Exhibits on LBJ's Life and Times

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The museum collection of the Lyndon Baines Johnson Library and Museum contains more than fifty-four thousand objects donated by the president and Mrs. Johnson, their family, close friends, associates, and the American people. Like that of most history museums, the collection is very diverse and includes objects ranging from Middle Eastern antiquities and coins, to postage stamps and Oval Office furniture. The art collection ranges from drawings by schoolchildren, to masterpieces by such renowned artists as Americans Frederic Remington, Charles Russell, and Winslow Homer, and Mexican Diego Rivera.

The core of the museum collection consists of personal objects owned, used, bought, or worn by the president and first lady, all donated by President Johnson under the Presidential Libraries Act (1955). These objects include the clothing worn by the president and first lady at the 1964 inauguration, pens, paper, and chairs used in the Oval Office, the desk used for the signing of the 1965 Voting Rights Act, and thousands of objects related to their daily lives, official duties, and political events.

In addition to these objects, the museum collection includes thousands of domestic gifts received by the Johnson family from ordinary American and foreign citizens. These gifts range from discharge papers and an artillery shell from the Civil War, to letters from Sam Houston, to handcrafted objects made by artisans from all parts of the globe, as well as many ordinary utilitarian objects. Most of the domestic gifts sent to the White House reflect the respect, admiration, and affection many people had for President Johnson.

The Johnson Library is the official depository for the more than two thousand head of state gifts presented to President and Mrs. Johnson, including ceremonial swords from Morocco and Saudi Arabia, Chinese tomb sculptures from the T’ang Dynasty, an alabaster funerary vase from Egypt, and many other finely crafted objects from all around the world. Such gifts are symbols of diplomacy and friendship between the people of two countries. The exchange of gifts is usually part of the ceremonies conducted during official visits from heads of state and are accepted by the president and first lady, not for themselves but on behalf of all American citizens. Unlike domestic gifts, the federal government retains ownership of all head of state gifts.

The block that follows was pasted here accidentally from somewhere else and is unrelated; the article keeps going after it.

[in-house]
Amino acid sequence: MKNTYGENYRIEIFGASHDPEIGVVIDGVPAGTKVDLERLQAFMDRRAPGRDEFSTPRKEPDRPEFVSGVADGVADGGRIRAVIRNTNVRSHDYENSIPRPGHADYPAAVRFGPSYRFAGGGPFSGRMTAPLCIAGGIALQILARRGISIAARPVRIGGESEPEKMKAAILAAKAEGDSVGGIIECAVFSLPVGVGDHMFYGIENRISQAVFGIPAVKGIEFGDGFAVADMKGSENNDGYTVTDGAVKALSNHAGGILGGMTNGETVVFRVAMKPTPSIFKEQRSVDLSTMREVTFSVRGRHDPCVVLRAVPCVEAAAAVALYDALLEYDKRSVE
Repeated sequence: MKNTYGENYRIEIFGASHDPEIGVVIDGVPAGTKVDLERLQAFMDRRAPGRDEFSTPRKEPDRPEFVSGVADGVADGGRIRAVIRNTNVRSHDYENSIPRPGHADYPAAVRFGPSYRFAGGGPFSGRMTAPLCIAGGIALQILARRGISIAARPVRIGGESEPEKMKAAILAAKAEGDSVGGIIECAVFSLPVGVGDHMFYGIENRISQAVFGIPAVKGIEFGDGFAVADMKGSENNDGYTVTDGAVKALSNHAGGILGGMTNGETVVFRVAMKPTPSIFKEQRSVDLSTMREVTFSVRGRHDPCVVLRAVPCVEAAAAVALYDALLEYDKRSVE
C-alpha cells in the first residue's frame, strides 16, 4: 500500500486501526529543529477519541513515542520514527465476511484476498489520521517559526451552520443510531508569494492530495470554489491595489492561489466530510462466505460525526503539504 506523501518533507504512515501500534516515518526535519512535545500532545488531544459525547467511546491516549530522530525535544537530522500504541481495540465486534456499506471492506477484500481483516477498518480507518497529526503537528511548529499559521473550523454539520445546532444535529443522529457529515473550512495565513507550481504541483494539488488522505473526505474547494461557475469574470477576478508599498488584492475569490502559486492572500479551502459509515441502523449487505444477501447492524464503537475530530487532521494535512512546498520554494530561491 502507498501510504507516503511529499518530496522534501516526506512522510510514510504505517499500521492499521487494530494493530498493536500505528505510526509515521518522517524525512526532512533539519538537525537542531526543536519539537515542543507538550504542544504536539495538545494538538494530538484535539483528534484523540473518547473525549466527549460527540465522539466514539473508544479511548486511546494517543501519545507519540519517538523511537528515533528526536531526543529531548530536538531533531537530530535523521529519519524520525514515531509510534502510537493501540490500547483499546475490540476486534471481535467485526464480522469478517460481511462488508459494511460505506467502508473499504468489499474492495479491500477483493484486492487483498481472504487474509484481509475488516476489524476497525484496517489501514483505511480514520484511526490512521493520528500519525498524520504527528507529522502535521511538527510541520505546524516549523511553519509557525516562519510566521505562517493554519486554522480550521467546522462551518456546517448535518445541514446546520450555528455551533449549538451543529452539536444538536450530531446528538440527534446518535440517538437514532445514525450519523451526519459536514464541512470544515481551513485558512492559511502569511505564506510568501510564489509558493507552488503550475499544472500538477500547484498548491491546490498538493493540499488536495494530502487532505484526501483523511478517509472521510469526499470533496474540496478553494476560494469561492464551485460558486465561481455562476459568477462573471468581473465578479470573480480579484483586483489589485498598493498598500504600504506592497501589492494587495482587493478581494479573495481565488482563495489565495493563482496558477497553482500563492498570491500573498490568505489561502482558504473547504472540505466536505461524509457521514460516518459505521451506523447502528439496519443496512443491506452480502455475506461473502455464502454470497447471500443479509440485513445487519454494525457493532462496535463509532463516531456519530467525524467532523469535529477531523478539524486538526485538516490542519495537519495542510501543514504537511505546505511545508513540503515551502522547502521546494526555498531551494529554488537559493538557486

The museum houses two other large collections of special interest. One is a collection of four thousand original editorial cartoons collected by Johnson during the course of his political career. The other is the LBJ political collection containing more than fifteen thousand objects of political memorabilia (campaign buttons, bumper stickers, campaign literature), beginning with the inauguration of George Washington and continuing into the present. The political collection includes materials from numerous national, state, and local political races.

All of the collections of the museum, and those of the textual and audiovisual archives of the Lyndon Baines Johnson Library, are frequently used by high school and university students, nationally recognized historians, film and television producers, local museums, university staff, and international researchers. Materials from the library frequently appear throughout the country in televised documentaries, news programs, museum exhibitions, or as radio sound bites. Since the Johnson Library and its contents belong to the people of the United States, most of the presidential papers, audiovisual materials, and museum objects are available for public study.